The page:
Economic Development

Economic development is essential to the future of our city. Our ability to encourage quality economic development is based in the opportunities and infrastructure we provide to prospective commercial taxpayers and companies.
I believe our city needs to start a new conversation about our future. We need to focus on infrastructure improvements instead of just looking for the next deluxe project to build.
I've seen first-hand the success cities like Boston have had with developing empowerment districts for their growth. I want to look at some of those models for Lowell to make a better, more intelligently-planned future for our city.

Preventative Maintenance

We need to add funding for preventative maintenance for all municipal buildings into the city budget immediately. We can no longer afford to use our properties as disposable entities. We need to be able to maintain and restore legacy and historic buildings to their original or updated capacity. On day one I will introduce a resolution in City Council to add this as a line item into the FY 2018 and 2019 budgets.

Under-employed and Homeless Epidemic

As an employee of a non-profit firm that works with underemployed and unemployed mentally and physically disabled adults, I have seen first-hand the need for workforce training and education, and I've seen how helpful these programs can be to support a vulnerable class within our community.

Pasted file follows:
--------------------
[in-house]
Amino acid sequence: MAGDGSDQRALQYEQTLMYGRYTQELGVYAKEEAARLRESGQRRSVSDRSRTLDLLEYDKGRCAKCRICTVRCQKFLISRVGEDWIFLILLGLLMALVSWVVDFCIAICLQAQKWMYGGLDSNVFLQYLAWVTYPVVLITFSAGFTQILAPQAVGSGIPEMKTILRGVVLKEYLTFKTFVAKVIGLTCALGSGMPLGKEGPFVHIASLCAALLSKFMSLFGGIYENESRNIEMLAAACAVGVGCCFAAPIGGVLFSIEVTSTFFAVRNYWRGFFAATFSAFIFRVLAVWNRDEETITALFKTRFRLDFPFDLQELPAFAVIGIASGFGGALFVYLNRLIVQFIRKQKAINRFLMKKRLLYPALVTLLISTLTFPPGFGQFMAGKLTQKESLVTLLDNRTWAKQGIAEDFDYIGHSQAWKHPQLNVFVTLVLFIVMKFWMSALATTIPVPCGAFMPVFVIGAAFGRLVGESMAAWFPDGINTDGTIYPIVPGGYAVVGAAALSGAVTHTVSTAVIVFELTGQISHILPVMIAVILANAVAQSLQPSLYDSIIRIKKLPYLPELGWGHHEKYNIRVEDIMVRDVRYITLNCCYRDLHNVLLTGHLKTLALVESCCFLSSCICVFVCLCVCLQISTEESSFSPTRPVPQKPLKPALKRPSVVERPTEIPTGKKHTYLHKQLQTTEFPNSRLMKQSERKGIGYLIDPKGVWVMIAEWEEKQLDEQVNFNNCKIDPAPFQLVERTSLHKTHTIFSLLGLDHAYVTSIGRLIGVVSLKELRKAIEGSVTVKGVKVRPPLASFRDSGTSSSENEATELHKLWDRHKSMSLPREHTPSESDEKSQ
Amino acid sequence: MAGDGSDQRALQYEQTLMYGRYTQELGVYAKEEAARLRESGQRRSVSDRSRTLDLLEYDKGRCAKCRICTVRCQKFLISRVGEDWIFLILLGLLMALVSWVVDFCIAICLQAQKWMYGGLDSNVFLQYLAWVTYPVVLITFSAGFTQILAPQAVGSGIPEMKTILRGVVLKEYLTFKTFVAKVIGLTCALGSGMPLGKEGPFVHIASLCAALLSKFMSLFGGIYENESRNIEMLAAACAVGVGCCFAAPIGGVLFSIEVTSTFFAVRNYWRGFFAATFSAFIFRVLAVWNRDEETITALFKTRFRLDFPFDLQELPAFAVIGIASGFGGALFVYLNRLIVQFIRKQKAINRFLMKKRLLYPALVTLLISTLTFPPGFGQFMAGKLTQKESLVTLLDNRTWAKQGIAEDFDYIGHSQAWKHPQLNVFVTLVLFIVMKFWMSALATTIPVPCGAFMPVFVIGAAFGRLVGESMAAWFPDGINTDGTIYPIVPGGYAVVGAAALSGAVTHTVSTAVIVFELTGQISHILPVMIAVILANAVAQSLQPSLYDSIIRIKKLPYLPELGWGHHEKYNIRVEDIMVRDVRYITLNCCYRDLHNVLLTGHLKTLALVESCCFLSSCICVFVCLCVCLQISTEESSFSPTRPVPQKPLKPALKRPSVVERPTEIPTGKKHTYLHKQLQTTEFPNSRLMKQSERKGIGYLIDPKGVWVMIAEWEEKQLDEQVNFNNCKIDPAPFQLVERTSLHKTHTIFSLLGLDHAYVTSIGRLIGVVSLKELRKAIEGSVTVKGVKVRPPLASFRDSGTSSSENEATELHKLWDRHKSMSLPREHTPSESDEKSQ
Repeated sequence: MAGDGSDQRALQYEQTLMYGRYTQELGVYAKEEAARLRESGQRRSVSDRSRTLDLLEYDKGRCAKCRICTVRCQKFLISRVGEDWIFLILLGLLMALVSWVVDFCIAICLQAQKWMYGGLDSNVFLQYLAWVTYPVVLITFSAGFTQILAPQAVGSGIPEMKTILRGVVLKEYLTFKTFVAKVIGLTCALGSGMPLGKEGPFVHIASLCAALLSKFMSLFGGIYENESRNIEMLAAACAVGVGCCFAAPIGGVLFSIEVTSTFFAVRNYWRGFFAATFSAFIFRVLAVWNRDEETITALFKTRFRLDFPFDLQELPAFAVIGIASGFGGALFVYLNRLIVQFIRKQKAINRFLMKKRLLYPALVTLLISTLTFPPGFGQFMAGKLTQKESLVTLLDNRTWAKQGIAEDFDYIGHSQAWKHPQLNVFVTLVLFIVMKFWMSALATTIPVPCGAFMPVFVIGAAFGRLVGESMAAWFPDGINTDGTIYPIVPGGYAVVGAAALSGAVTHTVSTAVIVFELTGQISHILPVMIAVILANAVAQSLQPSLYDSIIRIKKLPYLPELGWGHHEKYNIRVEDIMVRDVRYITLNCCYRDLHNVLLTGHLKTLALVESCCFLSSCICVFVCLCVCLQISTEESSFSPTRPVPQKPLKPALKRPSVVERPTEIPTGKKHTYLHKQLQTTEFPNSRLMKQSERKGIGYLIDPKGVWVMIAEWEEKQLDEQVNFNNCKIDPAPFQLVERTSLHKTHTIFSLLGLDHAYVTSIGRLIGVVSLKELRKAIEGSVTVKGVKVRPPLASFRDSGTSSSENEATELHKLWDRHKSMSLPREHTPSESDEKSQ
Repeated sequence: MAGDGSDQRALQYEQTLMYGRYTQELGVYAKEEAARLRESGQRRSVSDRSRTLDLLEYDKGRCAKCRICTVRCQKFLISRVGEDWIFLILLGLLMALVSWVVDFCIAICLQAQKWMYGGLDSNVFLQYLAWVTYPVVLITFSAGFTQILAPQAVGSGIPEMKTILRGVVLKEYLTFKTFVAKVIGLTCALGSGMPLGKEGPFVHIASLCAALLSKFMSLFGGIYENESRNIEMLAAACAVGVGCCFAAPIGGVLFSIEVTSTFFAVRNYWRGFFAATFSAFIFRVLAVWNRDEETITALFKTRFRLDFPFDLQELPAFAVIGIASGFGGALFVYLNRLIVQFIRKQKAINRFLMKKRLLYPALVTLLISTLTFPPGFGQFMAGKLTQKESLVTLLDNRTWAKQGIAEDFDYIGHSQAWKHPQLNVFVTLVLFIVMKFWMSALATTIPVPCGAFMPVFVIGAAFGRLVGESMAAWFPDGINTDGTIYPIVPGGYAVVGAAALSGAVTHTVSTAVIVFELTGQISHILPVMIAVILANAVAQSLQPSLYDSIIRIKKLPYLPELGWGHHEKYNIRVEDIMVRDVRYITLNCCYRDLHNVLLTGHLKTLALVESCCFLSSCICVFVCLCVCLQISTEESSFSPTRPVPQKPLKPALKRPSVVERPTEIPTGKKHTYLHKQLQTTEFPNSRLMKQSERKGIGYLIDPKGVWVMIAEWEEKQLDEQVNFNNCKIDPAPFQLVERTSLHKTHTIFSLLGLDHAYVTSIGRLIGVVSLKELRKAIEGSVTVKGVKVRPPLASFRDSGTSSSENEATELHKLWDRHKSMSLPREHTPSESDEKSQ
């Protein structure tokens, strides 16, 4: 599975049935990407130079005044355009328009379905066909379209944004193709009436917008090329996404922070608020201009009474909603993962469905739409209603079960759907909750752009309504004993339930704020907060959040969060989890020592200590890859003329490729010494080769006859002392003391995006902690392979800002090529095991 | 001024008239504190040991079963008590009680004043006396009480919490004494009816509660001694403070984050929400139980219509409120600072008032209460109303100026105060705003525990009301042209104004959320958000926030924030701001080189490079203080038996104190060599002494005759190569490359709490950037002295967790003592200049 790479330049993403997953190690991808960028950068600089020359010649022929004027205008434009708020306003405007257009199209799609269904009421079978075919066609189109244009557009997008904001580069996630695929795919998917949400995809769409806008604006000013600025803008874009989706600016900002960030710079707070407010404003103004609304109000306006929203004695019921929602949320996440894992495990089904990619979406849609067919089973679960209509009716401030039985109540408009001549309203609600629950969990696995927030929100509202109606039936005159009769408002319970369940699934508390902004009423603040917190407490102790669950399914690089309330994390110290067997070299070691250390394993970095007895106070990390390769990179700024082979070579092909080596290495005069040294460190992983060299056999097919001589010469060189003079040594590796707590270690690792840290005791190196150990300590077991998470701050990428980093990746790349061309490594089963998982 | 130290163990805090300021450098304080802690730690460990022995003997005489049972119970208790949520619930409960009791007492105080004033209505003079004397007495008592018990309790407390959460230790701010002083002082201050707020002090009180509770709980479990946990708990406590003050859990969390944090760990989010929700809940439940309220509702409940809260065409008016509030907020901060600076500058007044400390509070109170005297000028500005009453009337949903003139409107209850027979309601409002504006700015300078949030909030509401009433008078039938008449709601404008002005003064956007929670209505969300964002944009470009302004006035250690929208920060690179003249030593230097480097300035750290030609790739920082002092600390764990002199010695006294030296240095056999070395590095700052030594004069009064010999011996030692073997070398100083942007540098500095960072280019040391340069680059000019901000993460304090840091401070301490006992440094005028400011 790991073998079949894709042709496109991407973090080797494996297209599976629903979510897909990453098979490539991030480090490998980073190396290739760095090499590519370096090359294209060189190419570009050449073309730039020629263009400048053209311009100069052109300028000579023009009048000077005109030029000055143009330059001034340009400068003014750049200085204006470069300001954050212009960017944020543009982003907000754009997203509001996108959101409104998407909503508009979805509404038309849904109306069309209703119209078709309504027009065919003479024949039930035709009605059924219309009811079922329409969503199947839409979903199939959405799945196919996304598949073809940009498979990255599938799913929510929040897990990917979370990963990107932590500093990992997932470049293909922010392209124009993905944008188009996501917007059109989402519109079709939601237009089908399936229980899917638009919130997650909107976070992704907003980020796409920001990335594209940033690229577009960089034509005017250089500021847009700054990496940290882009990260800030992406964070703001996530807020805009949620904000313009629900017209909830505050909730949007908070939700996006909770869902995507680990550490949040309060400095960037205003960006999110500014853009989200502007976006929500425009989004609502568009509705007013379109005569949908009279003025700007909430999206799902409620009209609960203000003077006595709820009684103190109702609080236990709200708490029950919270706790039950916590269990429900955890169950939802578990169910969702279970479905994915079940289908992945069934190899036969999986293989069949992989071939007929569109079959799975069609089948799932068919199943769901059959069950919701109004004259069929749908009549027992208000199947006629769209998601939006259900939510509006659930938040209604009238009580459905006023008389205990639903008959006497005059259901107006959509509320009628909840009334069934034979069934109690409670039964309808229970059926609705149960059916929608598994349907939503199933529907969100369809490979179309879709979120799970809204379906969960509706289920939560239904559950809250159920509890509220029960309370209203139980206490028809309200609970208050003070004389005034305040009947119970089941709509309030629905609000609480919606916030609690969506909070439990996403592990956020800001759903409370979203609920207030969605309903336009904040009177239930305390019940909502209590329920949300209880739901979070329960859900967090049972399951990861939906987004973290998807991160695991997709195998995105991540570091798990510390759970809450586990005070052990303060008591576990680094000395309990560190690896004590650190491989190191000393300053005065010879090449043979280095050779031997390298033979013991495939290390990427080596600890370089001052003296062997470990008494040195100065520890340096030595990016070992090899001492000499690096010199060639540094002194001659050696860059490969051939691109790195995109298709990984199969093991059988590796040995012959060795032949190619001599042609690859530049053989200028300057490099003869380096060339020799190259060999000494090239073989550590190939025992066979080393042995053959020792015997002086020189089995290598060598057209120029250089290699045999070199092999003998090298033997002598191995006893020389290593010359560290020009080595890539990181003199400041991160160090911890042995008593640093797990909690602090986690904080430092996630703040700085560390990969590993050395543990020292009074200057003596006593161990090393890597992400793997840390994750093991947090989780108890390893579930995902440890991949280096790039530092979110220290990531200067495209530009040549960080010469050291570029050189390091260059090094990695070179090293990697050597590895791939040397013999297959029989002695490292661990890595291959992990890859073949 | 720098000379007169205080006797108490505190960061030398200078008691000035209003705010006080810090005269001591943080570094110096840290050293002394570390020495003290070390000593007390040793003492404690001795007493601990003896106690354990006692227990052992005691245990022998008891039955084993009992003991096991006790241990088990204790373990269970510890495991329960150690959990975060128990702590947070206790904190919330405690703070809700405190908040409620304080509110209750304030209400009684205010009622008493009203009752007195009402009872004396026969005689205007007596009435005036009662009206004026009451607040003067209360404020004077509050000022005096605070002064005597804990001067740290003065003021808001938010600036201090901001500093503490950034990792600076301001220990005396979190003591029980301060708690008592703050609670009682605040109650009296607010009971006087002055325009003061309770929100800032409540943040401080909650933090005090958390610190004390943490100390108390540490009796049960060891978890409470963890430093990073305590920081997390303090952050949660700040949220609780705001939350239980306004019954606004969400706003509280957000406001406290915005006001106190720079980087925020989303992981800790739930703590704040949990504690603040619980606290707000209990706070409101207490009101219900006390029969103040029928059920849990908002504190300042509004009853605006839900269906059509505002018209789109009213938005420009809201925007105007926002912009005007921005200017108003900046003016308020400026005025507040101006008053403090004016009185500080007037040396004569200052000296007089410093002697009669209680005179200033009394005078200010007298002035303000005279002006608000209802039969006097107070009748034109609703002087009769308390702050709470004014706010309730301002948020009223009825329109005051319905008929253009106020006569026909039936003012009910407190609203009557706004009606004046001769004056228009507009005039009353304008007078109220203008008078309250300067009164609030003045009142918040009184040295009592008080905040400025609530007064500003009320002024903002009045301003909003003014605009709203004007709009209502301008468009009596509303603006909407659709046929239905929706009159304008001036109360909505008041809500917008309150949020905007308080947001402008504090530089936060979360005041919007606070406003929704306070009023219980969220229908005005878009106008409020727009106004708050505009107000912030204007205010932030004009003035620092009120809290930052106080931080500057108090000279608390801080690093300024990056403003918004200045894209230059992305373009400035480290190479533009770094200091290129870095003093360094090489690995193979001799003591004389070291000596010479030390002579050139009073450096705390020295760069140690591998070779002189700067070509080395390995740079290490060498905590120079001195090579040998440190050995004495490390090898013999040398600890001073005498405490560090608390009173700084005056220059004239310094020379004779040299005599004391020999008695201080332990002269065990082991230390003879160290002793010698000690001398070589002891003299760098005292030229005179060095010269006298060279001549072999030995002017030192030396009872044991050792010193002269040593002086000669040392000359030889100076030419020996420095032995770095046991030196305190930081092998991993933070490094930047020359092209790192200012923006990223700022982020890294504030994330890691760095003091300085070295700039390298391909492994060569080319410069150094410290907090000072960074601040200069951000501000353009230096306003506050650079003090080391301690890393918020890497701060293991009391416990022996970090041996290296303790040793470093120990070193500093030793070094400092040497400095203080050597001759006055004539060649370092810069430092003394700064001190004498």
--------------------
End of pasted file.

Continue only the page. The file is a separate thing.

As your city counselor I will work with community agencies who have already started this work to increase their resources and the ability for the city to provide economic stability to people who need it.

Municipal Governance

We need to change the way we run our city from an all at-large group of city councilors to a hybrid system of district and at-large councilors. Each of our neighborhoods has its own set of needs (such as street repair, lighting, recycling and trash disposal, sewerage waste disposal, and other quality-of-life issues) which can be better addressed by someone who lives within the geographical area. At-large members are better suited to deal with citywide issues such as infrastructure, traffic, and encouraging new businesses to come into our city to increase our commercial tax base.

In addition, I also believe that we need to have a strong elected mayor as the second half of our city government. The city manager position is appointed by a majority of the city councilors and is therefore not directly responsible to the people he or she serves. Going to a strong executive mayor position would better suit our ever-evolving and growing population.



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